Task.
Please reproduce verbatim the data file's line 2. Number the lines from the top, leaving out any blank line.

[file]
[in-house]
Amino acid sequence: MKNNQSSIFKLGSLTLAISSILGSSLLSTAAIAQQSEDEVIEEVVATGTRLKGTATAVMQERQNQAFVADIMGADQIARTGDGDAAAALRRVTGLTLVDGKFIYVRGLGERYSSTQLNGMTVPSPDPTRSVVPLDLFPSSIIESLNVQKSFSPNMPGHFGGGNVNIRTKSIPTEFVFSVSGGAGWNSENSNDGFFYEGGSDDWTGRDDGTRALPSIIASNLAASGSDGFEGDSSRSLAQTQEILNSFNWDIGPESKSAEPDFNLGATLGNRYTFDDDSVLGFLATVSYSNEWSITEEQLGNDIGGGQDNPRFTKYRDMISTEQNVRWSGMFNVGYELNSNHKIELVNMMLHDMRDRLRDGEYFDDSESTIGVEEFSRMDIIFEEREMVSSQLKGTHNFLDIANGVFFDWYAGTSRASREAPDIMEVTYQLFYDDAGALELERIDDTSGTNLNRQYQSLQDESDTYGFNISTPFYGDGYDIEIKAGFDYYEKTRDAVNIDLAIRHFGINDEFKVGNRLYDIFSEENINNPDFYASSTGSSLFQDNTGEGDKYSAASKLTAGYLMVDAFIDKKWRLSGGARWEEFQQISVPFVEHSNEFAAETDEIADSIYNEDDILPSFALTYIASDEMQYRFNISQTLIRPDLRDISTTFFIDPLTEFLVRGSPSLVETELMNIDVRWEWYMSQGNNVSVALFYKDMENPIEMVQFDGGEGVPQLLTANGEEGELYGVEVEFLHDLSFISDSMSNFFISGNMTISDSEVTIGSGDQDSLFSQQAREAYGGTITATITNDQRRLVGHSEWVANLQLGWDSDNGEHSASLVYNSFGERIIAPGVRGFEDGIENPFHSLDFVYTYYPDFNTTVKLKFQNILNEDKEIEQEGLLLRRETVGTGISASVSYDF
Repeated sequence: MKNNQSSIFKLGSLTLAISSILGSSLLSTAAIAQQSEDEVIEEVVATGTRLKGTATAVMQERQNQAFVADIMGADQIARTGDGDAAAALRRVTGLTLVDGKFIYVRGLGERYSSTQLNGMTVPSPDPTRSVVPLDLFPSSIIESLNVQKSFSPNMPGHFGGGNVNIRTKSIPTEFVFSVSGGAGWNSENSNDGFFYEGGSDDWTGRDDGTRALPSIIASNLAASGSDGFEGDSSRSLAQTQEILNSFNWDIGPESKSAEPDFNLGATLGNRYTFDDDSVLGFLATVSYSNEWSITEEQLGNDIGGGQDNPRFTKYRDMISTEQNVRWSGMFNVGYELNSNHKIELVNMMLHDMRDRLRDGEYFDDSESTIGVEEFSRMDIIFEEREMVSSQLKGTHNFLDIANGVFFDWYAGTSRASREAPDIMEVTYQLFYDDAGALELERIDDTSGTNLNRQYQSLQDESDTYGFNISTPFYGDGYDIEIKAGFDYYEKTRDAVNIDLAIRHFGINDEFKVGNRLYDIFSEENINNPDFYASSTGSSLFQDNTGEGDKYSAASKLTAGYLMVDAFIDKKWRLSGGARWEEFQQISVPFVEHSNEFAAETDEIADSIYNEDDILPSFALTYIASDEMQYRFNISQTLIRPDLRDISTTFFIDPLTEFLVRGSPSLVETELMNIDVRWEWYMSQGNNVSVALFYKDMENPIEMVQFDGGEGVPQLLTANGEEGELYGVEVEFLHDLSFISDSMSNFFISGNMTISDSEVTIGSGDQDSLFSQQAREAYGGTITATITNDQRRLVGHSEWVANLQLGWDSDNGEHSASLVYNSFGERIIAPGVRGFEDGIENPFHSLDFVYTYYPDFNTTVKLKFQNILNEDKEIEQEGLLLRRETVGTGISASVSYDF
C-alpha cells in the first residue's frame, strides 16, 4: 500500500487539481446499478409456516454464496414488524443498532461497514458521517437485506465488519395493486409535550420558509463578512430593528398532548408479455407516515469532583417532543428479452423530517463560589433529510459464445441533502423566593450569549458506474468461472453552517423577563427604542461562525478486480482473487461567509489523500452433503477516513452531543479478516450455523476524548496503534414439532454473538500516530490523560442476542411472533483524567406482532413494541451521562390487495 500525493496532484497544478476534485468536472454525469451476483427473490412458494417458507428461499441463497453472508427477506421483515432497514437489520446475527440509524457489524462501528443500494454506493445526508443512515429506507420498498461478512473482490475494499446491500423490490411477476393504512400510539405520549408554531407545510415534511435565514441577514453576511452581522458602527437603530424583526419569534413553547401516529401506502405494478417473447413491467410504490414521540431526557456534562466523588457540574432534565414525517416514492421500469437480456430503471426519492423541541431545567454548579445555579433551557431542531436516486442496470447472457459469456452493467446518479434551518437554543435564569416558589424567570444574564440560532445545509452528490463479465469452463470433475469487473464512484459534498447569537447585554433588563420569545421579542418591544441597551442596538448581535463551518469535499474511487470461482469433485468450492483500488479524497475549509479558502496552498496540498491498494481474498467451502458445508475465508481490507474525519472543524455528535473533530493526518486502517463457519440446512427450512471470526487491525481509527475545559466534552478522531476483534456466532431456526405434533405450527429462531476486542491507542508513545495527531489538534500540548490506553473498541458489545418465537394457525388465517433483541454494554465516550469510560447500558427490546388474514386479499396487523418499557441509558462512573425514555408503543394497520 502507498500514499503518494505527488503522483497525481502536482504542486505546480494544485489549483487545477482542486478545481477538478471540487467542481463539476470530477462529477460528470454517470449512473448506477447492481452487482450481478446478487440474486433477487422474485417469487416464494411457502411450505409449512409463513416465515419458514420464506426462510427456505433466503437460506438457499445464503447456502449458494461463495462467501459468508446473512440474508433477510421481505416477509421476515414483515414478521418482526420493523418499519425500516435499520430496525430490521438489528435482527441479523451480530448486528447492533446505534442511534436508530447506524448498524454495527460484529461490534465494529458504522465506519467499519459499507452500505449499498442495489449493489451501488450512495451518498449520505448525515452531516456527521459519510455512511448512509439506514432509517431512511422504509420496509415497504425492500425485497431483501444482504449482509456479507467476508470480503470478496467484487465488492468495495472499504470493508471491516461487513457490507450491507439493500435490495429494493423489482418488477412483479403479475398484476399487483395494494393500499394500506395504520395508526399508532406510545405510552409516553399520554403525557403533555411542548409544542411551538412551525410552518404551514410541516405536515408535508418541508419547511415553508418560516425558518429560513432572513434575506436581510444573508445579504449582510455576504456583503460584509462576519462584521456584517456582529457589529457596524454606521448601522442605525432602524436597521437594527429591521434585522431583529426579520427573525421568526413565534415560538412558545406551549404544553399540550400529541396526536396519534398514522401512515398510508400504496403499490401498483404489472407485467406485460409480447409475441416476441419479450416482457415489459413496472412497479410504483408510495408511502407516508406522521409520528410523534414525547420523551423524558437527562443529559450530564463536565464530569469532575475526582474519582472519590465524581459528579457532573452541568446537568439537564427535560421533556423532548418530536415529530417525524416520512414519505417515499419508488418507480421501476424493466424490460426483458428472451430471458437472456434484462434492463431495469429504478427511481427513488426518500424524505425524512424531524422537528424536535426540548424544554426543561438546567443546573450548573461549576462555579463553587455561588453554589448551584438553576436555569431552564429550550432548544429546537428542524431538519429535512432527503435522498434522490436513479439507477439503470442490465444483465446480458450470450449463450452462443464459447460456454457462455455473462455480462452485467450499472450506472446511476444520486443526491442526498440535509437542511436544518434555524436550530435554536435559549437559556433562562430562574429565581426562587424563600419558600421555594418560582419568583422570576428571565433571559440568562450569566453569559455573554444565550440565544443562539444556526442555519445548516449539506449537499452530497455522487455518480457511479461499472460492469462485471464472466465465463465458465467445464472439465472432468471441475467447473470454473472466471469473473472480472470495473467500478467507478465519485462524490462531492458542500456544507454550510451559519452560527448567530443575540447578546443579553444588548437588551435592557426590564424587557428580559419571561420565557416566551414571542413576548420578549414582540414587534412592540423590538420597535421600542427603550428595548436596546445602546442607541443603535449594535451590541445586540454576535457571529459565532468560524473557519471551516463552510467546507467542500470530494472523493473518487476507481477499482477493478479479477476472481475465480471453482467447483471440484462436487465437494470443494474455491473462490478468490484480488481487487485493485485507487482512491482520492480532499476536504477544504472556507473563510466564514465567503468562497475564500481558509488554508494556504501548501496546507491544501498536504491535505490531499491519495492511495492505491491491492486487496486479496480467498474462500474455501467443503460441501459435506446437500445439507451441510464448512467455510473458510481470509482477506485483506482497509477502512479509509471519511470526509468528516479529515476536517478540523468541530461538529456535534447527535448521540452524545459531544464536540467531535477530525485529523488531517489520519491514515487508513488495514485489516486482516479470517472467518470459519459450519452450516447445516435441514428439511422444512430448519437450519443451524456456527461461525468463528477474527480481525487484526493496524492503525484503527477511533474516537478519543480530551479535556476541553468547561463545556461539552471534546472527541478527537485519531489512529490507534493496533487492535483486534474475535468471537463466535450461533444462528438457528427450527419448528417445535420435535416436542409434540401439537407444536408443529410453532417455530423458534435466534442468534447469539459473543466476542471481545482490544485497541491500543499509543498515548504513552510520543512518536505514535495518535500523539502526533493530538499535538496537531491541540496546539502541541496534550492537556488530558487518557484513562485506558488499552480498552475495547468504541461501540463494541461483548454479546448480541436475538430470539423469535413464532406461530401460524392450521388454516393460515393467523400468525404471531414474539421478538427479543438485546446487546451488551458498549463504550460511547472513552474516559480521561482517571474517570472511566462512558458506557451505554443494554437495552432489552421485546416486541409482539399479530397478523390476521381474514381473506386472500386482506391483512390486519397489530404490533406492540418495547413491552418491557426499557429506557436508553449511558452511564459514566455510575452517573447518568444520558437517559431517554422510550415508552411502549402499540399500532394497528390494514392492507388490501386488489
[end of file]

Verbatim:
Amino acid sequence: MKNNQSSIFKLGSLTLAISSILGSSLLSTAAIAQQSEDEVIEEVVATGTRLKGTATAVMQERQNQAFVADIMGADQIARTGDGDAAAALRRVTGLTLVDGKFIYVRGLGERYSSTQLNGMTVPSPDPTRSVVPLDLFPSSIIESLNVQKSFSPNMPGHFGGGNVNIRTKSIPTEFVFSVSGGAGWNSENSNDGFFYEGGSDDWTGRDDGTRALPSIIASNLAASGSDGFEGDSSRSLAQTQEILNSFNWDIGPESKSAEPDFNLGATLGNRYTFDDDSVLGFLATVSYSNEWSITEEQLGNDIGGGQDNPRFTKYRDMISTEQNVRWSGMFNVGYELNSNHKIELVNMMLHDMRDRLRDGEYFDDSESTIGVEEFSRMDIIFEEREMVSSQLKGTHNFLDIANGVFFDWYAGTSRASREAPDIMEVTYQLFYDDAGALELERIDDTSGTNLNRQYQSLQDESDTYGFNISTPFYGDGYDIEIKAGFDYYEKTRDAVNIDLAIRHFGINDEFKVGNRLYDIFSEENINNPDFYASSTGSSLFQDNTGEGDKYSAASKLTAGYLMVDAFIDKKWRLSGGARWEEFQQISVPFVEHSNEFAAETDEIADSIYNEDDILPSFALTYIASDEMQYRFNISQTLIRPDLRDISTTFFIDPLTEFLVRGSPSLVETELMNIDVRWEWYMSQGNNVSVALFYKDMENPIEMVQFDGGEGVPQLLTANGEEGELYGVEVEFLHDLSFISDSMSNFFISGNMTISDSEVTIGSGDQDSLFSQQAREAYGGTITATITNDQRRLVGHSEWVANLQLGWDSDNGEHSASLVYNSFGERIIAPGVRGFEDGIENPFHSLDFVYTYYPDFNTTVKLKFQNILNEDKEIEQEGLLLRRETVGTGISASVSYDF